“It’s not fair for (these) children to live in the prison because they haven’t done anything wrong,” said Basnet, who started a nongovernmental organization to help. “My mission is to make sure no child grows up behind prison walls.” Basnet is one of several in Nepal who have started groups to get children out of prison. Since 2005, she has assisted more than 100 children of incarcerated parents. She runs a day care program for children under 6 and a residential home where mostly older children receive education, food, medical care and a chance to live a more normal life.

Since 2005, Pushpa Basnet has assisted more than 100 children of incarcerated parents.”I had a very fortunate life, with a good education,” Basnet said. “I should give it to somebody else.” Basnet was just 21 when she discovered her calling, she said. While her family ran a successful business, she was studying social work in college. As part of her studies, she visited a women’s prison and was appalled by the dire conditions. She also was shocked to discover children living behind bars.One baby girl grabbed Basnet’s shawl and gave her a big smile.

“I felt she was calling me,” Basnet said. “I went back home and told my parents about it. They told me it was a normal thing and that in a couple of days I’d forget it. But I couldn’t forget.” Basnet decided to start a day care to get incarcerated children out from behind the prison walls. While her parents were against the idea at first — she had no job or way to sustain it financially — eventually they helped support her. But prison officials, government workers and even some of the imprisoned mothers she approached doubted that someone her age could handle such a project. 

“When I started, nobody believed in me,” Basnet said. “People thought I was crazy. They laughed at me.” But Basnet was undaunted. She got friends to donate money, and she rented a building in Kathmandu to house her new organization, the Early Childhood Development Center. She furnished it largely by convincing her parents that they needed a new refrigerator or kitchen table; when her parents’ replacement would arrive, she’d whisk the old one to her center.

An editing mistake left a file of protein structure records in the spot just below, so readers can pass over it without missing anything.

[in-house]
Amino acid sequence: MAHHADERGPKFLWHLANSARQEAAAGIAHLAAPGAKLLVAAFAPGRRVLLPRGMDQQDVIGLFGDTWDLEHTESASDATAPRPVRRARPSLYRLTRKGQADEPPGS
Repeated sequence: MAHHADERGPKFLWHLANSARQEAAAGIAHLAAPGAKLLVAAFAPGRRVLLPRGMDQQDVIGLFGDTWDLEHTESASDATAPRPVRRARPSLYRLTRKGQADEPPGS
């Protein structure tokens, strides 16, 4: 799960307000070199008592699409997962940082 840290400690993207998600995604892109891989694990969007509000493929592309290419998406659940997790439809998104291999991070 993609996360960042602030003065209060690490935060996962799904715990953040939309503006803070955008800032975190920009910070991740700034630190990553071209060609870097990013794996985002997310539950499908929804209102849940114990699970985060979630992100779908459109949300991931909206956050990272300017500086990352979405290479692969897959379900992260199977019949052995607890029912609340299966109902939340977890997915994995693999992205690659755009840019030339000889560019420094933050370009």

Just two months after she first visited the prison, Basnet began to care for five children. She picked them up at the prison every weekday morning, brought them to her center and then returned them in the afternoon. Basnet’s program was the first of its kind in Kathmandu; when she started, some of the children in her care had never been outside a prison. 

Two years later, Basnet established the Butterfly Home, a children’s home where she herself has lived for the past five years. While she now has a few staff members who help her, Basnet is still very hands on.”We do cooking, washing, shopping,” she said. “It’s amazing, I never get tired. (The children) give me the energy. … The smiles of my children keep me motivated.” 

Coordinating all of this is no easy task. But at the Butterfly Home, the older kids help care for the younger ones and everyone pitches in with household chores. The atmosphere feels like an extremely large family, a feeling that’s fostered by Basnet, who smothers the children with love. The children reciprocate by calling her “Mamu,” which means “Mommy.” “I don’t ever get a day off, but if I [didn’t] have the children around me, it would be hard,” she said. “When I’m with them, I’m happy.”